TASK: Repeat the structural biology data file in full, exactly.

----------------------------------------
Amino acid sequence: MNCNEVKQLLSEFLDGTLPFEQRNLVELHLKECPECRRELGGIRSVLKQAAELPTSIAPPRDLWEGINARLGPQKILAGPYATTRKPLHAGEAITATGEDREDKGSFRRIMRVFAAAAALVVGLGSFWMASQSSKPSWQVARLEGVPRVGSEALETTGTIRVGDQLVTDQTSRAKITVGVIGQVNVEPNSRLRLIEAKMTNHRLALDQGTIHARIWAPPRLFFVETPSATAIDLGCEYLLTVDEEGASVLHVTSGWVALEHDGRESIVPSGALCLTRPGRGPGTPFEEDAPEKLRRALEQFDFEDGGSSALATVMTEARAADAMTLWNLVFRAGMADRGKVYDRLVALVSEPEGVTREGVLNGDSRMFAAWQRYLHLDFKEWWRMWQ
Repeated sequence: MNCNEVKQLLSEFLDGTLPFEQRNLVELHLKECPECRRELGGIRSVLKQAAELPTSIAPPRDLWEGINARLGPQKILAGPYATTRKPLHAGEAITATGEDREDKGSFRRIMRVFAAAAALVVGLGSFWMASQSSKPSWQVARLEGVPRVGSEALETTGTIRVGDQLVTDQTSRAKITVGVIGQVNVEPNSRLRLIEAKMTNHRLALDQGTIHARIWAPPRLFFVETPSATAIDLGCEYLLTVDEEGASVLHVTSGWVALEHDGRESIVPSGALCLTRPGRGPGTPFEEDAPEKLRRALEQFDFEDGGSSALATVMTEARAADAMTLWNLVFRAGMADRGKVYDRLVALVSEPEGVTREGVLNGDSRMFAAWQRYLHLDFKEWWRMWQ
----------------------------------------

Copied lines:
Amino acid sequence: MNCNEVKQLLSEFLDGTLPFEQRNLVELHLKECPECRRELGGIRSVLKQAAELPTSIAPPRDLWEGINARLGPQKILAGPYATTRKPLHAGEAITATGEDREDKGSFRRIMRVFAAAAALVVGLGSFWMASQSSKPSWQVARLEGVPRVGSEALETTGTIRVGDQLVTDQTSRAKITVGVIGQVNVEPNSRLRLIEAKMTNHRLALDQGTIHARIWAPPRLFFVETPSATAIDLGCEYLLTVDEEGASVLHVTSGWVALEHDGRESIVPSGALCLTRPGRGPGTPFEEDAPEKLRRALEQFDFEDGGSSALATVMTEARAADAMTLWNLVFRAGMADRGKVYDRLVALVSEPEGVTREGVLNGDSRMFAAWQRYLHLDFKEWWRMWQ
Repeated sequence: MNCNEVKQLLSEFLDGTLPFEQRNLVELHLKECPECRRELGGIRSVLKQAAELPTSIAPPRDLWEGINARLGPQKILAGPYATTRKPLHAGEAITATGEDREDKGSFRRIMRVFAAAAALVVGLGSFWMASQSSKPSWQVARLEGVPRVGSEALETTGTIRVGDQLVTDQTSRAKITVGVIGQVNVEPNSRLRLIEAKMTNHRLALDQGTIHARIWAPPRLFFVETPSATAIDLGCEYLLTVDEEGASVLHVTSGWVALEHDGRESIVPSGALCLTRPGRGPGTPFEEDAPEKLRRALEQFDFEDGGSSALATVMTEARAADAMTLWNLVFRAGMADRGKVYDRLVALVSEPEGVTREGVLNGDSRMFAAWQRYLHLDFKEWWRMWQ